Some of the parts were also broken (cheap plastic) and unsalvageable. But I did soak it in some bleach for a couple of days and even that wouldn't get it very clean. The fact that some of the parts that make it work are broken, trying to repair it just would be throwing good money after bad. Constant exposure to the elements and fast running water, leaves, debris etc can do a number on man-made component parts.
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    Quote Originally Posted by Slippy View Post
    Yes,

    Some of the parts were also broken (cheap plastic) and unsalvageable. But I did soak it in some bleach for a couple of days and even that wouldn't get it very clean. The fact that some of the parts that make it work are broken, trying to repair it just would be throwing good money after bad. Constant exposure to the elements and fast running water, leaves, debris etc can do a number on man-made component parts.
    How frustrating.
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  7. #6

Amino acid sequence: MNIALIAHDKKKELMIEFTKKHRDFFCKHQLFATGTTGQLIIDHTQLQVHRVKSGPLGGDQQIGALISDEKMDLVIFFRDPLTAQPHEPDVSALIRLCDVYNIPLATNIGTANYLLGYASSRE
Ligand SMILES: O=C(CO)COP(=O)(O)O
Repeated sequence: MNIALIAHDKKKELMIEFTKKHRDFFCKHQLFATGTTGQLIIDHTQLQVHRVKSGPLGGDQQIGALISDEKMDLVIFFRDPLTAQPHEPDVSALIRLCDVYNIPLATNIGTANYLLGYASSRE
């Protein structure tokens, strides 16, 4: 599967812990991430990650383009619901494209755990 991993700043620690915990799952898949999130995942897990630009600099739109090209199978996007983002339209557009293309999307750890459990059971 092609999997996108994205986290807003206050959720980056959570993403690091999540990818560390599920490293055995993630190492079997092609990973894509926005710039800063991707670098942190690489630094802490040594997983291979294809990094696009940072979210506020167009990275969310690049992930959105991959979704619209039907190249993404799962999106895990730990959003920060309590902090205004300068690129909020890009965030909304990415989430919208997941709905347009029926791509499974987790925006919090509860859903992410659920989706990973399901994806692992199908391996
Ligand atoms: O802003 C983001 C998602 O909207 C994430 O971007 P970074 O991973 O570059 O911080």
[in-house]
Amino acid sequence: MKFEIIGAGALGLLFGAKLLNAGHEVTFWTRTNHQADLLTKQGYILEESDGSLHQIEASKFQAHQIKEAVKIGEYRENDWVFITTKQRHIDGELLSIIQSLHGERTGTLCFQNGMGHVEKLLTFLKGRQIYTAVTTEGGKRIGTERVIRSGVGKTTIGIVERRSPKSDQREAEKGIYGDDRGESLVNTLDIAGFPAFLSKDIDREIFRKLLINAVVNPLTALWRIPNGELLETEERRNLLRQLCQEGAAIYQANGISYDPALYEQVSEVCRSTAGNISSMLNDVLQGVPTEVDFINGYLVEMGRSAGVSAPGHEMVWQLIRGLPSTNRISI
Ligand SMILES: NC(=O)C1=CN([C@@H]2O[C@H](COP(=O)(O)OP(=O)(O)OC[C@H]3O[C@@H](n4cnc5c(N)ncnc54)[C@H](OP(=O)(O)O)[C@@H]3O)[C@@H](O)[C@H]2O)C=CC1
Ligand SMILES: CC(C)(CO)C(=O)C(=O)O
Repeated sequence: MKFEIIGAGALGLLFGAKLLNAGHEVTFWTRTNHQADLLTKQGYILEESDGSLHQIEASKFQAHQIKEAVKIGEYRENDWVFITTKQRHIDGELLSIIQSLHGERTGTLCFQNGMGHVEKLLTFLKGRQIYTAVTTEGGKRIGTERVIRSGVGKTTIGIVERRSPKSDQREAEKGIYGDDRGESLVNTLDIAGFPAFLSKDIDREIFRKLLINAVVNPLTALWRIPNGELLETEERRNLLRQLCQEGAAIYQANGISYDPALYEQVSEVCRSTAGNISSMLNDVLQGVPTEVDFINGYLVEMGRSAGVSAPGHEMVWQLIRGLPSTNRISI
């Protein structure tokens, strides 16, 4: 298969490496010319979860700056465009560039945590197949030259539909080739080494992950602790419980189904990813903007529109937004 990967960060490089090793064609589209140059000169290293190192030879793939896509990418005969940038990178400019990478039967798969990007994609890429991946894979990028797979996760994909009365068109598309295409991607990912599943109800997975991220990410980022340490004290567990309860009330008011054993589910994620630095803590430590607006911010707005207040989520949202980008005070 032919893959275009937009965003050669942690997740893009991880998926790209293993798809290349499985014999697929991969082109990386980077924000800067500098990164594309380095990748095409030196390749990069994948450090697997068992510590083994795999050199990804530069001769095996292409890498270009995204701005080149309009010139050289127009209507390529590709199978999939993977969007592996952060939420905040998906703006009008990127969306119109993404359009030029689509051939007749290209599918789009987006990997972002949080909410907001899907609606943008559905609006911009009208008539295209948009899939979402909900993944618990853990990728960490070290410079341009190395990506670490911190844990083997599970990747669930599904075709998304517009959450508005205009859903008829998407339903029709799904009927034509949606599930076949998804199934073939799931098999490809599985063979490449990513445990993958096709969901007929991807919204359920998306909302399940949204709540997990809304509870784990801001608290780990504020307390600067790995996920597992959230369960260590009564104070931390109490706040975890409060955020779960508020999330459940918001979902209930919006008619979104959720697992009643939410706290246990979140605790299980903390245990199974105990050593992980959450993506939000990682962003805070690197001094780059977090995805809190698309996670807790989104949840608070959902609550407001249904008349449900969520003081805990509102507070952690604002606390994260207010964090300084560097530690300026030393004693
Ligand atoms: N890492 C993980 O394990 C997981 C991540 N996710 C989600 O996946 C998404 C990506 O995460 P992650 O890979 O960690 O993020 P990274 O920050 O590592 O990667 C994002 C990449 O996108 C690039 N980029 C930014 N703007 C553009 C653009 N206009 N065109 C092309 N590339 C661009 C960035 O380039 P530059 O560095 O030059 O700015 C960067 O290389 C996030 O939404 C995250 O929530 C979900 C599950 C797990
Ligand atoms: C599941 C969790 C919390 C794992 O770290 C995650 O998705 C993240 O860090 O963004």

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    Interesting. How much leaves versus dirt are actually on your roof? What about droppings? Is the water diverter actually necessary? Hmmm.
    RIP Corporal BRADLEY COY 6/18/1992-10/24/2014

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    Quote Originally Posted by Mad Trapper View Post
    @Slippy , what does your downspouts/rain gutters look like and how small of debris do you want to filter? Picture would help.

    MT
    MadT,

    I have 6" Gutters and 4" Downspouts. The Rain Harvest system connected to the downspouts and after a few minutes of downpour from the roof (metal standing seam roof) the Inner Mechanisms of the First Flush System would divert the rain through a plastic tube to a 500 gallon tank.

    Rainwater Collection First Flush Systems; My old one broke, any suggestions?-img_1747.jpg

    The blue components are the moving parts of the system that rise and lower to allow water to either go down the downspouts or divert the water to the tank. Inside some pieces are broken. this is after I soaked it in bleach for a couple of days and looks so much better than the day I removed it. But, it would not be worth it to me to try and replace the parts to make it work.

    Rainwater Collection First Flush Systems; My old one broke, any suggestions?-img_1745.jpg

    As you can see I cut the downspouts and fitted the First Flush System into the gap and like I said it has worked flawlessly for about 7 years. This fall I noticed it wasn't working so I finally took it apart, cleaned it and tried to "jimmy rig" the internal parts, to no success.